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Construction : Legalese | September 2017 | Source : Infrastructure Today

The Insolvency and Bankruptcy Code '16

The Insolvency and Bankruptcy Code, 2016 is a comprehensive piece of legislation that touches all insolvency and bankruptcy issues of companies, limited liability partnerships (LLPs), limited liability entities, individual and partnership firms.

The Insolvency and Bankruptcy Code, 2016 (the Code) applies to both domestic and foreign creditors in dealing with issues related to cross-border transactions of companies incorporated under the Companies Act, 2013. Enactment of the Code is an attempt to match the international corporate standards followed across the globe.

Salient features
The significant feature of the Code is that it is a comprehensive legal regime that brings insolvency and bankruptcy proceedings under a single legislation. The Code introduces a separate institutional structure, comprising regulators and insolvency professionals, information utilities and adjudicatory mechanisms to promote a concise and time-bound insolvency resolution process, failing which liquidation will be resorted to.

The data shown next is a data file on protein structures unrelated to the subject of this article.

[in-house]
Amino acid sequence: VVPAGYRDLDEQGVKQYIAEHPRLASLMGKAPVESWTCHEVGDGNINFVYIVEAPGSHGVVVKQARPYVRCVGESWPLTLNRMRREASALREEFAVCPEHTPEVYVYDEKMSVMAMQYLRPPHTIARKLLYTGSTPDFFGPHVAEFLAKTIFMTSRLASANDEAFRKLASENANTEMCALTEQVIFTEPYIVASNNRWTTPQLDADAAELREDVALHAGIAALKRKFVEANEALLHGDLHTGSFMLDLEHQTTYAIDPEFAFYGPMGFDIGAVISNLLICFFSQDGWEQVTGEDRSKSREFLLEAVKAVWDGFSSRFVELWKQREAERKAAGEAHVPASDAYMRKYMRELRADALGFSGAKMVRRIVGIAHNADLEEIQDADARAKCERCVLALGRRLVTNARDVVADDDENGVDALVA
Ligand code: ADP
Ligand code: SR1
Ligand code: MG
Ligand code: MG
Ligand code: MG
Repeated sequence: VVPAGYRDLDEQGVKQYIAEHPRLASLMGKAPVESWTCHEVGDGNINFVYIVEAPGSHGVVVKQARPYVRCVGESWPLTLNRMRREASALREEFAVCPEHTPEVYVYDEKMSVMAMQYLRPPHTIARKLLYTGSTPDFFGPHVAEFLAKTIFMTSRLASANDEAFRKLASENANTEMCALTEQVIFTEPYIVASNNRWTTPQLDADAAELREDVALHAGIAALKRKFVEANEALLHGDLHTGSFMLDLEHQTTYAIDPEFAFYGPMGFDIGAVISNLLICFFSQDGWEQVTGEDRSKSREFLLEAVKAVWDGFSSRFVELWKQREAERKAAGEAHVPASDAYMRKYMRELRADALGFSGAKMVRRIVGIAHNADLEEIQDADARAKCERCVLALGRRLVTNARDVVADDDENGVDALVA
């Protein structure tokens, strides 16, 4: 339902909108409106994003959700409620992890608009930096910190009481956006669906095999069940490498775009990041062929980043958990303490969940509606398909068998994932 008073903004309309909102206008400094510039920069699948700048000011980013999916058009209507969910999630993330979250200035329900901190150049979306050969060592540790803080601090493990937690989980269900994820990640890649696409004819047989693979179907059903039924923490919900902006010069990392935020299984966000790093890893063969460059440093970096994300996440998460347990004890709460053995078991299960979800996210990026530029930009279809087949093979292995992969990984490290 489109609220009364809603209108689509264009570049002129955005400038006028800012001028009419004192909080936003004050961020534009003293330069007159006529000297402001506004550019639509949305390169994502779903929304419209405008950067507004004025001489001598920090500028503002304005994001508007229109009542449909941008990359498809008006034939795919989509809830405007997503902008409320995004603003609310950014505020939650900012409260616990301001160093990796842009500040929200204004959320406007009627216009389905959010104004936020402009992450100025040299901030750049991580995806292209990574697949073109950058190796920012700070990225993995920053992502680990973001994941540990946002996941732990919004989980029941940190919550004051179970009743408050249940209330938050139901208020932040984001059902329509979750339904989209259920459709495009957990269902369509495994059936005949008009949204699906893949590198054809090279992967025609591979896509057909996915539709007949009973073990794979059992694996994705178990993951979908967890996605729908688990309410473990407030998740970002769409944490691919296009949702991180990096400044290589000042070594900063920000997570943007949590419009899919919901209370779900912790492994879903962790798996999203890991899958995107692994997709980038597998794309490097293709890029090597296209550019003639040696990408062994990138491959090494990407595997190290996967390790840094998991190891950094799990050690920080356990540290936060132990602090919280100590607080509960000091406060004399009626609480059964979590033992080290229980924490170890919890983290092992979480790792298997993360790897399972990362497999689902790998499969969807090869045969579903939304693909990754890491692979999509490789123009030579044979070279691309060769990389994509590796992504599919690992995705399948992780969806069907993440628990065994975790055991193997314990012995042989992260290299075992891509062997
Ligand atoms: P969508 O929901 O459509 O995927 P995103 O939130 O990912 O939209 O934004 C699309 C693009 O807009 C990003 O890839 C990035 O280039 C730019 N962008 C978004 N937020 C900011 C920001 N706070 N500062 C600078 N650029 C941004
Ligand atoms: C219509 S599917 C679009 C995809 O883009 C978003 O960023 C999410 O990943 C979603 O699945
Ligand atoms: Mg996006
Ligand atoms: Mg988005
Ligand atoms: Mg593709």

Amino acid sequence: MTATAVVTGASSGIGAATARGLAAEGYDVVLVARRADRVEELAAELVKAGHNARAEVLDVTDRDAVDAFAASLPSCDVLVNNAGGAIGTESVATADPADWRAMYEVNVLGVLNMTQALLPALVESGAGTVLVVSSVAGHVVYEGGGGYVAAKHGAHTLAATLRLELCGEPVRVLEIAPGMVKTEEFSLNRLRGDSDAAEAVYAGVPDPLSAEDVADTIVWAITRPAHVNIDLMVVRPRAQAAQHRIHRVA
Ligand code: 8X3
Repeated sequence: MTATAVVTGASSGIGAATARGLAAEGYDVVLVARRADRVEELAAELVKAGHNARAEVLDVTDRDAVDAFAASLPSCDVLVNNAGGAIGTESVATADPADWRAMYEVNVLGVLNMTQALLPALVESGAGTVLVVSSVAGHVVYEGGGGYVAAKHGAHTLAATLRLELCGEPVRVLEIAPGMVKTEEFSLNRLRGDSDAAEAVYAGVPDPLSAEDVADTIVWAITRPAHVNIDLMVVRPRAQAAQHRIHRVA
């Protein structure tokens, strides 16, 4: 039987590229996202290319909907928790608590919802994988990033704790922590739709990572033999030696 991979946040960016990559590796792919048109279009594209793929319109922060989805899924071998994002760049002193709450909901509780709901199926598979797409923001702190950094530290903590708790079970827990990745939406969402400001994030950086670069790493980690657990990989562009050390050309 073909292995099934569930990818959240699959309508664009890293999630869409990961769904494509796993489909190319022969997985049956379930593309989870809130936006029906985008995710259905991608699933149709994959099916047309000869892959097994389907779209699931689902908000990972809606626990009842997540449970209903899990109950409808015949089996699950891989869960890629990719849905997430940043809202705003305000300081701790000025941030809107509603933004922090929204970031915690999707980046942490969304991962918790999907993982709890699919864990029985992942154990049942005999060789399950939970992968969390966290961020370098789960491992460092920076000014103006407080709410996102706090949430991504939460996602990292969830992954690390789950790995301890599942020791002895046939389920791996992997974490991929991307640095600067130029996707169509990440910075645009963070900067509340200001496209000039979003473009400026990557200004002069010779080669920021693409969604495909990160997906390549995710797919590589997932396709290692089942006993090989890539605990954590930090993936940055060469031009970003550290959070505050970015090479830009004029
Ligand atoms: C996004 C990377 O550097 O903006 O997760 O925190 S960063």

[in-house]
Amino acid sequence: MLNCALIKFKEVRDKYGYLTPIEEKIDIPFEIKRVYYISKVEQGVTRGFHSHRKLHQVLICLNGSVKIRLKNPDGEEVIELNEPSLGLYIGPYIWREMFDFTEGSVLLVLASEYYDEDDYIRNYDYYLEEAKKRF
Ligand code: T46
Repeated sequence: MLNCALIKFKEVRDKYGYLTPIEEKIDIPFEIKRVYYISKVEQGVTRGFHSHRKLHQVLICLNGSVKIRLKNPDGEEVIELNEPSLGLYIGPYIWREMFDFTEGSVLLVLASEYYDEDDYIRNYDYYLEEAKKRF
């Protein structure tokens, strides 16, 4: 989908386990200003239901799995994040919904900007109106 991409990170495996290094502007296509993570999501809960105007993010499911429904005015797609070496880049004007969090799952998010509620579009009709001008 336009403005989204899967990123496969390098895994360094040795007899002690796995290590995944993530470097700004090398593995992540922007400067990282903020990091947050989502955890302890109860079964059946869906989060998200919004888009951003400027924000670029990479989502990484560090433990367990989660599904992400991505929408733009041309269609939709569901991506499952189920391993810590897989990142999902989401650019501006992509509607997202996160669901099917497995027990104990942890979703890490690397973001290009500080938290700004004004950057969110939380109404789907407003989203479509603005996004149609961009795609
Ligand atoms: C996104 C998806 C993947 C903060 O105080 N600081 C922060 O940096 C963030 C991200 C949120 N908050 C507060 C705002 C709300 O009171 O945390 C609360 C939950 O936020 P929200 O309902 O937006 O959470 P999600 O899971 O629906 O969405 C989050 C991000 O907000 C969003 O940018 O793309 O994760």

Several legislations covered in one
The Code purports to repeal certain legislations which made insolvency a complex and time-consuming process. As the Code brings a plethora of laws under its ambit, its introduction has repealed laws, such as the Provincial Insolvency Act, 1920 which governed insolvency across India except for presidency towns, and Presidency Towns Insolvency Act, 1909 which was meant to amend insolvency laws for the presidency towns that existed then.